Dilşat Uyguroglu:“Supply chain plays a huge role in sustainability agenda”

Unilever’s corporate vision – “to double the size of the business, whilst reducing our environmental footprint and increasing our positive social impact” – is top of mind, bordering on evangelical, for the company’s supply chain in Turkey. Sustainability has been on the company’s agenda for nearly two decades and its Sustainable Living Plan strongly drives business today. A commitment to halving its environmental impact by reducing greenhouse gases, water use, waste packaging and increasing sustainable sourcing has a huge impact on the supply chain. Dilşat Uyguroglu is responsible for logistics and customer service operations of the company’s 30 brands in Turkey and Central Asia where there are eight factories, including one of the world’s largest ice-cream factories.

Q: What is your responsibility regarding the supply chain?

A: “I am responsible for running Customer Services and Logistic Operations for all categories we operate in Turkey. Logistics includes all the warehousing and transportation of all Unilever products from personal care and home care to food and refreshments, such as ice-cream.

Customer services brings me in touch with our customers and overseeing processes from order collection to dispatch. I am also responsible for Unilever’s supply chain in Central Asia, so getting company products into these countries from all around the world. In addition my team takes care of cross border sourcing – both import and export of products and materials.

I have been in this position for nearly one year but I’ve been with the company for 20 years during which I’ve covered almost every category and function within supply chain from project management and manufacturing to factory management in Morocco and Turkey and planning and technology director roles in Durban, South Africa. Since 2009 I’ve been in Turkey where I continue to run the Algida ice-cream factory.”

Q: What is the strategy of Unilever in Turkey: Operational Excellence, Product Leadership or Customer Intimacy?

A: “The strategy of Unilever Turkey does not differ from our global strategy which is to make sustainable living common place. It is a very powerful statement because it not only manifests how we run the business it also affects the behaviour of billions of people as we make the world a better place to live: We believe we can make a difference.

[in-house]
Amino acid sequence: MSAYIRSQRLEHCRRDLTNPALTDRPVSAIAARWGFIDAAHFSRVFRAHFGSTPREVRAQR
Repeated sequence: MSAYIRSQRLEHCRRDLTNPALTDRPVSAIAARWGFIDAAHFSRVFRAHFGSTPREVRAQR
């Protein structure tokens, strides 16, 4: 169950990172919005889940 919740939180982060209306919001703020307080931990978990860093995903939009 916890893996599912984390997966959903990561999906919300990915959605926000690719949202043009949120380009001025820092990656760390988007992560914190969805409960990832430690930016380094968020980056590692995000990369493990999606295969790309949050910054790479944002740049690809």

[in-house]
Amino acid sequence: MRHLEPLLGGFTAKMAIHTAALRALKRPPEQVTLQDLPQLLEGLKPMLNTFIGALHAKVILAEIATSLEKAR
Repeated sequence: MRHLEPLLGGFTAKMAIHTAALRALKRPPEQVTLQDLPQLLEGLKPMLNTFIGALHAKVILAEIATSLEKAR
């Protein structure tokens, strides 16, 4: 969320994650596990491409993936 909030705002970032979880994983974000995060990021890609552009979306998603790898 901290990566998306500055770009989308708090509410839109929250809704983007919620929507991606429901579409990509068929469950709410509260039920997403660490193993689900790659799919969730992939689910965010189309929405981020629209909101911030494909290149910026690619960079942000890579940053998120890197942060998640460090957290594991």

The supply chain plays a crucial role in this strategy providing excellent service to protect strong brands so that people look good, feel good and get more out of life, as we meet every day needs for nutrition, hygiene and personal care. The first priority is the consumer then customers, employees, suppliers and communities and if we fulfil our responsibilities we believe shareholders will be rewarded.

To achieve consumer intimacy we have to start with a very good product and we have some very strong brands. From my point of view our aim is to create a sustainable supply chain that is perfect in procurement, manufacturing and logistics as we deliver to stores and touch consumers, all which will give us a crucial competitive edge. This has been recognised by the latest Advantage Customer service survey ranking us number 2 among 23 top suppliers of the country.

Sustainability has long been part of the Unilever strategy. Our Sustainable Living Plan was launched in 2010 to reemphasise its importance; sustainability is part of the way we do business and it’s a significant target on our personal development plans.”

Q: What are the main business challenges that drive supply chain projects at the moment?

A: “The supply chain itself plays a huge role in driving the sustainability agenda. The way we procure, produce and distribute and work with our partners, in a sustainable way has a high priority. But we can always do better, provide a better service and stay cost competitive even in today’s VUCA world.

We are finding that consumers, customers and the channels are becoming more and more fragmented. Not so long ago we thought that the giant global supermarket chains would dominate retails chains and our customers would become bigger and bigger with larger shops. But now consumers are moving back to the smaller shops on the street corner. Small local chains are growing very strongly and we have to serve more and more distribution points and warehouses, for different types of customers with different priorities and different technological bases.